I tried to update my grub config file to timeout to 0 value, so OS starts quickly. I modified /etc/default/grub configuration file on my Ubuntu 18.04 and then ran:

sudo update-grub

and it didn't work. I also ran:

sudo grub-mkconfig
sudo update-grub

but they didn't work.

I searched a lot on the web to solve this issue, but all guides say to run the update-grub command to update grub by /etc/default/grub config file. I don't know if is Ubuntu 18.04 that handles grub files in a different way, but I cannot update my grub with my parameters.

This is my /etc/default/grub file:

# If you change this file, run 'update-grub' afterwards to update
# /boot/grub/grub.cfg.
# For full documentation of the options in this file, see:
# info -f grub -n 'Simple configuration'

GRUB_DISTRIBUTOR=`lsb_release -i -s 2> /dev/null || echo Debian`

# Uncomment to enable BadRAM filtering, modify to suit your needs
# This works with Linux (no patch required) and with any kernel that obtains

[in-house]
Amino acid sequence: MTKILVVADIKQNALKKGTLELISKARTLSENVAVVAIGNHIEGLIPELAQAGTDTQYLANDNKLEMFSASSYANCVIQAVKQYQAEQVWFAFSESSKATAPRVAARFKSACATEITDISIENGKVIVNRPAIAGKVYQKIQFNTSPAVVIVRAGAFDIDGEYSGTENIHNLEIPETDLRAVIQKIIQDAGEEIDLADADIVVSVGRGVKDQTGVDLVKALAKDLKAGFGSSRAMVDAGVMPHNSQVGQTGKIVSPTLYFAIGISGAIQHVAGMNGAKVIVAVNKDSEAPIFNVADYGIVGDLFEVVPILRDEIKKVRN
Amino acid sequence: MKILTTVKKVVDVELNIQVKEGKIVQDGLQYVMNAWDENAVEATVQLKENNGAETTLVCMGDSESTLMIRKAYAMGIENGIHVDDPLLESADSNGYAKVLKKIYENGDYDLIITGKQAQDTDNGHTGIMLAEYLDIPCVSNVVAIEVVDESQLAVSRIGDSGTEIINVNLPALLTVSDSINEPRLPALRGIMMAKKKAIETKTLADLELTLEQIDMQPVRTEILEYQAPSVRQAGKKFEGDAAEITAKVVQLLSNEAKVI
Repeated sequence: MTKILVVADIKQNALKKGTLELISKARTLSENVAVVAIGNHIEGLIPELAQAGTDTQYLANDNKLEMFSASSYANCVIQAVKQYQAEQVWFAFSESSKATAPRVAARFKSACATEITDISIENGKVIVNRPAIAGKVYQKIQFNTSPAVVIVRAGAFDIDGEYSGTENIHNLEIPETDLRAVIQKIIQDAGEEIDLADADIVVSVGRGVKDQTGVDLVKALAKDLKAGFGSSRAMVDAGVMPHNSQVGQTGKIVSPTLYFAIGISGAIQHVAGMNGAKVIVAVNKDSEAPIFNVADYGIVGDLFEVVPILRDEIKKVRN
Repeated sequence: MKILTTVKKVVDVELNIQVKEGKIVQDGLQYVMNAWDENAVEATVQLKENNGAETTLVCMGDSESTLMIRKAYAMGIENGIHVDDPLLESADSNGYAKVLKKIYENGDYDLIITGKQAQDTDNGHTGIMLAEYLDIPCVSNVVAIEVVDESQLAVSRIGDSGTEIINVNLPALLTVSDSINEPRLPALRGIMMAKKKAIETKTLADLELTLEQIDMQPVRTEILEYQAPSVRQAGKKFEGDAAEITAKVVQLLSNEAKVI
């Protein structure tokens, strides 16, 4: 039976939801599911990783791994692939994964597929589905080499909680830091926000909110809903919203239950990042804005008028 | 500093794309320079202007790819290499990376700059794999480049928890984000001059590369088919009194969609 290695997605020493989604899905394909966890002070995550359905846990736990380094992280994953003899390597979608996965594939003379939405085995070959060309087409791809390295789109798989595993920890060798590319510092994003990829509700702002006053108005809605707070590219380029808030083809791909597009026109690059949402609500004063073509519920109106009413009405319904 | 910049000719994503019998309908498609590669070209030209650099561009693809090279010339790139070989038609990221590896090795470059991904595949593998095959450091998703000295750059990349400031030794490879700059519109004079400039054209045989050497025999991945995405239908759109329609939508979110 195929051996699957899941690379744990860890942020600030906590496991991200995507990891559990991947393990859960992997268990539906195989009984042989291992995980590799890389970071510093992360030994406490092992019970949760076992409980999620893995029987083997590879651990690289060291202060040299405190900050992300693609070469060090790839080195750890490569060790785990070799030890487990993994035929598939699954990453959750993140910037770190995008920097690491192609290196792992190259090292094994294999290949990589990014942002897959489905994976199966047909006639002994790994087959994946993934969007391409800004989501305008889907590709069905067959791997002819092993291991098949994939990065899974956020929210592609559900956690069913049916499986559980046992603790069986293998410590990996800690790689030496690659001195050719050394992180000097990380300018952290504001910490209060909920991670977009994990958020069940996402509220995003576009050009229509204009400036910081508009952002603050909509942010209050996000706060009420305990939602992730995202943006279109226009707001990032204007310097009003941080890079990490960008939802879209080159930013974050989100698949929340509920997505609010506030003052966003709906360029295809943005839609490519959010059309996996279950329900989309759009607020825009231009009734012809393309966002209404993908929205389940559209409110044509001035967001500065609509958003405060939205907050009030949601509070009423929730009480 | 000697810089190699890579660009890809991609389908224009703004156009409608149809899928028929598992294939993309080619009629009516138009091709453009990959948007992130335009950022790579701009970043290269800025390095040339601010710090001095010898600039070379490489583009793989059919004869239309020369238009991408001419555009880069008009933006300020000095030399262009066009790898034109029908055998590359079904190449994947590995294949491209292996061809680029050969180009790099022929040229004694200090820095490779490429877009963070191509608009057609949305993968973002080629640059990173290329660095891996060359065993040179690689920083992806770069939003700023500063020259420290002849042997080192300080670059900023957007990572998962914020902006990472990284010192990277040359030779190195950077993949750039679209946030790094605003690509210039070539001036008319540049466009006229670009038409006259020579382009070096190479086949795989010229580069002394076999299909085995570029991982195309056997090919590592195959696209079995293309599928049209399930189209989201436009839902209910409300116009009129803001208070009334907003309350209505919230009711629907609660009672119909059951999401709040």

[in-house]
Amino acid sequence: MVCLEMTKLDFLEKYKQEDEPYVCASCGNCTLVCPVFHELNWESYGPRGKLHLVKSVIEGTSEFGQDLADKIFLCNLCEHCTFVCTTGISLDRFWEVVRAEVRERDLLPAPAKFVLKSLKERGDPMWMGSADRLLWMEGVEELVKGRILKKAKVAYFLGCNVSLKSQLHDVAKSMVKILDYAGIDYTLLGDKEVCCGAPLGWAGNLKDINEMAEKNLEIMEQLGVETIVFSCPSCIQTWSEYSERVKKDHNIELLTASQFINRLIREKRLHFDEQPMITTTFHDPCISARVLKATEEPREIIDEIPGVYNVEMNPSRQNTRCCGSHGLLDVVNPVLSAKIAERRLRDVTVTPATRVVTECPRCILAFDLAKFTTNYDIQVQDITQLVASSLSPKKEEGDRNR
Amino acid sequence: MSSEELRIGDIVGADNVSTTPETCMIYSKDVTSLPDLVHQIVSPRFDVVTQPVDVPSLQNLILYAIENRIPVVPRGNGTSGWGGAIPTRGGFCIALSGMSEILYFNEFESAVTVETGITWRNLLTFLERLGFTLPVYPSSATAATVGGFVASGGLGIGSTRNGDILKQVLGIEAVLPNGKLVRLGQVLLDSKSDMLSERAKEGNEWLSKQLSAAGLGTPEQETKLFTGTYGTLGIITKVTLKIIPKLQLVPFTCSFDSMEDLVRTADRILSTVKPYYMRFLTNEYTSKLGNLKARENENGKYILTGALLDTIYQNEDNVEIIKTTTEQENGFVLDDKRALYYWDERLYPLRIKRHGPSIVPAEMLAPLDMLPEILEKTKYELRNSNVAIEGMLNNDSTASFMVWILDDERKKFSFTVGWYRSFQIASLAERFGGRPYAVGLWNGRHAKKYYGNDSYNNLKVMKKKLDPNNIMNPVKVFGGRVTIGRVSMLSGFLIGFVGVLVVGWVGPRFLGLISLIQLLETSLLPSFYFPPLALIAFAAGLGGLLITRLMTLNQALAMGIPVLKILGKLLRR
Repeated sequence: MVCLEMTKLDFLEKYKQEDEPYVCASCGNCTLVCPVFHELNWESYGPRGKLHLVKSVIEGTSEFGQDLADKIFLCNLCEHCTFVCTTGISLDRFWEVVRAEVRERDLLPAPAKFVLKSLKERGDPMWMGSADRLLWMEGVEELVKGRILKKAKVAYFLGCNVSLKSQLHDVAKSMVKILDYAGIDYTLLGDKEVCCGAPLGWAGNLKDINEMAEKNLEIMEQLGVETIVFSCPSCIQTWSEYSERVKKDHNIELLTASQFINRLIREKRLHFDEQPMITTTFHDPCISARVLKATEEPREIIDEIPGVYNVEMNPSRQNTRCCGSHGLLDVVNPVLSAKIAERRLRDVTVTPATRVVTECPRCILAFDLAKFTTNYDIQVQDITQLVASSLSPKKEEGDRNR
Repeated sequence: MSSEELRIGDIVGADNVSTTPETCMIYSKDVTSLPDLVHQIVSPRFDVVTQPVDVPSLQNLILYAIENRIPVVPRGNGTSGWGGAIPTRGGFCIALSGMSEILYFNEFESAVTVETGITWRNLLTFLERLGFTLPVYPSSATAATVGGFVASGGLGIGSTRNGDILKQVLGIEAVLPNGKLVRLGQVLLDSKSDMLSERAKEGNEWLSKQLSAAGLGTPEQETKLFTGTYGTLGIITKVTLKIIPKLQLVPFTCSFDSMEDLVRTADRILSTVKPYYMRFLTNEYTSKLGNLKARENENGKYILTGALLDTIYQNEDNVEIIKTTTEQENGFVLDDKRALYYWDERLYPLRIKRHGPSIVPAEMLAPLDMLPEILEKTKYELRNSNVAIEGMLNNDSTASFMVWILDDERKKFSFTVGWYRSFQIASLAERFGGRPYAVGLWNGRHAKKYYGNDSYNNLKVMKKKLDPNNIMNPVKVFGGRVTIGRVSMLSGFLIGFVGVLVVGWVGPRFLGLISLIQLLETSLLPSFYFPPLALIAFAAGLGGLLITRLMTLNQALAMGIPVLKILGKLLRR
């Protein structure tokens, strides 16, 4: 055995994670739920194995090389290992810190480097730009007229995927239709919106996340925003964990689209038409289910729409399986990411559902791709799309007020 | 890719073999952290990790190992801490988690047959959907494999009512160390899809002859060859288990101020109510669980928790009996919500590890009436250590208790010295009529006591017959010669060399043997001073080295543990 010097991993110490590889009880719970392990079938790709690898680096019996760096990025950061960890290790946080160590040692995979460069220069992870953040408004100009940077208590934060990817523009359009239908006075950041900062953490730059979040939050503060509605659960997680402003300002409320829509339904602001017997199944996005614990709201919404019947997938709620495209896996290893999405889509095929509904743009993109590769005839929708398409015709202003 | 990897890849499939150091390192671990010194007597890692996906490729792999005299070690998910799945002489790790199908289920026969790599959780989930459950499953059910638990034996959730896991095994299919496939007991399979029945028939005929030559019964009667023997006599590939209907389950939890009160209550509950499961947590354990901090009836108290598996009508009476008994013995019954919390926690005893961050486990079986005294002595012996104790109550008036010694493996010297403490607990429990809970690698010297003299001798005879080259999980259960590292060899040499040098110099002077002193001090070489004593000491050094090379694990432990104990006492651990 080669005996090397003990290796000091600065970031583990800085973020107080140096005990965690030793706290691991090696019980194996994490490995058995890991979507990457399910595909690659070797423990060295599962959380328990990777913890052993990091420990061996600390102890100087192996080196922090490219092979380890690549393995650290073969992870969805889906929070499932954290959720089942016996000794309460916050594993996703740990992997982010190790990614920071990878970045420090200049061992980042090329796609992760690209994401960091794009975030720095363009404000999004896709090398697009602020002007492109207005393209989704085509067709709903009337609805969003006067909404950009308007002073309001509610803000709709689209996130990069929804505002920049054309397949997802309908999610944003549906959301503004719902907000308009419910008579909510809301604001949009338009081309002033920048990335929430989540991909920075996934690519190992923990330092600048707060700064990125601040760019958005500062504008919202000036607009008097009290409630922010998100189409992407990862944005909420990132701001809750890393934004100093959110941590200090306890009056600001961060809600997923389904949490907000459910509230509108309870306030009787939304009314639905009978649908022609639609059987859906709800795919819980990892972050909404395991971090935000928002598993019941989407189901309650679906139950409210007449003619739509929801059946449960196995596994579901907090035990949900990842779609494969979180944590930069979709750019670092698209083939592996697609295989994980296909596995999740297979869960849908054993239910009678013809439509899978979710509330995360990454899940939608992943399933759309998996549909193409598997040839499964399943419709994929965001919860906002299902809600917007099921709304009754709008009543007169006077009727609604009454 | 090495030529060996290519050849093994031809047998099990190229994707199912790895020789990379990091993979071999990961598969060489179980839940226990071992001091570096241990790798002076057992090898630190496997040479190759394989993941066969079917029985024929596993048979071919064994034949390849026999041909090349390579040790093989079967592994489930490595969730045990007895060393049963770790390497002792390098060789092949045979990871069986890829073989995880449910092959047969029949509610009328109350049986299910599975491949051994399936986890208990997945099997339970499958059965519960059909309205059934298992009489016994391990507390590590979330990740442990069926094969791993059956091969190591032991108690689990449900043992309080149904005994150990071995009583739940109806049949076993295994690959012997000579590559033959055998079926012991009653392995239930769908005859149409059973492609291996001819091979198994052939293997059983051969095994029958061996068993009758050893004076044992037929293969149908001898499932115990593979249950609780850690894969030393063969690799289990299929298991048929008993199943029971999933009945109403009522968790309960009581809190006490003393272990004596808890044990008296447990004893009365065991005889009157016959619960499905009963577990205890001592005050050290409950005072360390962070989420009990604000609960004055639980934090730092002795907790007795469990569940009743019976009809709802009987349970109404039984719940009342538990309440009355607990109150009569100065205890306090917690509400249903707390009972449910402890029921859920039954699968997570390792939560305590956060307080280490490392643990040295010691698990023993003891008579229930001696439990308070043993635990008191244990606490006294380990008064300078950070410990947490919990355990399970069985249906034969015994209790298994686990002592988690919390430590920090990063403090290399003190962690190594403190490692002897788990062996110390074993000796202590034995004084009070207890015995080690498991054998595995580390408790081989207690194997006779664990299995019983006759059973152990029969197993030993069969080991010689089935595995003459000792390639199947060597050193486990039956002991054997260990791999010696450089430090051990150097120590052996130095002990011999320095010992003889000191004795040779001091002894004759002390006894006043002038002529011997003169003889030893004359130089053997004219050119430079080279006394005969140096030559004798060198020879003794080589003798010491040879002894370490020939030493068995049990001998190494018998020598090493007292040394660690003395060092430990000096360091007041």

# the memory map information from GRUB (GNU Mach, kernel of FreeBSD ...)

# Uncomment to disable graphical terminal (grub-pc only)

# The resolution used on graphical terminal
# note that you can use only modes which your graphic card supports via VBE
# you can see them in real GRUB with the command `vbeinfo'

# Uncomment if you don't want GRUB to pass "root=UUID=xxx" parameter to Linux

# Uncomment to disable generation of recovery mode menu entries

# Uncomment to get a beep at grub start
#GRUB_INIT_TUNE="480 440 1"
  • 3
    Please edit your question and include your modified grub config file. Otherwise we're just trying to guess what you did. – Organic Marble May 14 '18 at 12:04
  • Do you have other distributions installed (dual boot)? – mook765 May 14 '18 at 12:22
  • it didn't work mean that my grub timeout is still set to 10 sec as by default @Melebius – Bob91 May 14 '18 at 12:27